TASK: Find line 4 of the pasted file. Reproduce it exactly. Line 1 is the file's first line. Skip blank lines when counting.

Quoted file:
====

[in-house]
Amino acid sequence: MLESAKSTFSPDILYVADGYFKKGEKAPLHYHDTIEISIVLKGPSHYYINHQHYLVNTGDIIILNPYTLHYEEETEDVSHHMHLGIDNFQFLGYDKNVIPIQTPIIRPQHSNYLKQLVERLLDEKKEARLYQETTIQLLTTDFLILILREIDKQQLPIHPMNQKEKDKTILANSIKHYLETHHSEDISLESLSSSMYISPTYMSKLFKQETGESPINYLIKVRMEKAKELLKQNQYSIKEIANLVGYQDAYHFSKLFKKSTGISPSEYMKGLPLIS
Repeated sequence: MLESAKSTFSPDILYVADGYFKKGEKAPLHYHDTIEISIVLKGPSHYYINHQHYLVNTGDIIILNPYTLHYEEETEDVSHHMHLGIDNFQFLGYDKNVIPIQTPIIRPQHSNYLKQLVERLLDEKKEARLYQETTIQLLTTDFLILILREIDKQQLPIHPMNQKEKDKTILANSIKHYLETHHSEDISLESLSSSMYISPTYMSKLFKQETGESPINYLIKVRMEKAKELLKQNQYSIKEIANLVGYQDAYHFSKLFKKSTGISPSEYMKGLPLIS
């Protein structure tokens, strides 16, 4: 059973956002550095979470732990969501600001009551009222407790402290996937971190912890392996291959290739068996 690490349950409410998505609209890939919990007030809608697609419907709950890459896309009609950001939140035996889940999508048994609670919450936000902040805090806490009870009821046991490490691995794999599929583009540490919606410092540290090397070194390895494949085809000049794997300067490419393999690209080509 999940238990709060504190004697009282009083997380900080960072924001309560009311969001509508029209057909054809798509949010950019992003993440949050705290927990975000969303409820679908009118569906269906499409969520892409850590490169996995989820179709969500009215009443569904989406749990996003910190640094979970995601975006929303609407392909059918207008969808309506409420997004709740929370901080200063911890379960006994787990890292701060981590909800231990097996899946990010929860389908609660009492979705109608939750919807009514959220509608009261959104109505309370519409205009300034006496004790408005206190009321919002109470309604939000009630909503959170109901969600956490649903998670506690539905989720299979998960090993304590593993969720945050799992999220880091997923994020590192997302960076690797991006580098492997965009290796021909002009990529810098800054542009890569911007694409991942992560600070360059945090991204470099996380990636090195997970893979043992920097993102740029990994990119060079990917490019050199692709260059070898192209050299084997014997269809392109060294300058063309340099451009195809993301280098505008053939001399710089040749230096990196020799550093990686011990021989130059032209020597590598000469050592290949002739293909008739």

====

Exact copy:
């Protein structure tokens, strides 16, 4: 059973956002550095979470732990969501600001009551009222407790402290996937971190912890392996291959290739068996 690490349950409410998505609209890939919990007030809608697609419907709950890459896309009609950001939140035996889940999508048994609670919450936000902040805090806490009870009821046991490490691995794999599929583009540490919606410092540290090397070194390895494949085809000049794997300067490419393999690209080509 999940238990709060504190004697009282009083997380900080960072924001309560009311969001509508029209057909054809798509949010950019992003993440949050705290927990975000969303409820679908009118569906269906499409969520892409850590490169996995989820179709969500009215009443569904989406749990996003910190640094979970995601975006929303609407392909059918207008969808309506409420997004709740929370901080200063911890379960006994787990890292701060981590909800231990097996899946990010929860389908609660009492979705109608939750919807009514959220509608009261959104109505309370519409205009300034006496004790408005206190009321919002109470309604939000009630909503959170109901969600956490649903998670506690539905989720299979998960090993304590593993969720945050799992999220880091997923994020590192997302960076690797991006580098492997965009290796021909002009990529810098800054542009890569911007694409991942992560600070360059945090991204470099996380990636090195997970893979043992920097993102740029990994990119060079990917490019050199692709260059070898192209050299084997014997269809392109060294300058063309340099451009195809993301280098505008053939001399710089040749230096990196020799550093990686011990021989130059032209020597590598000469050592290949002739293909008739």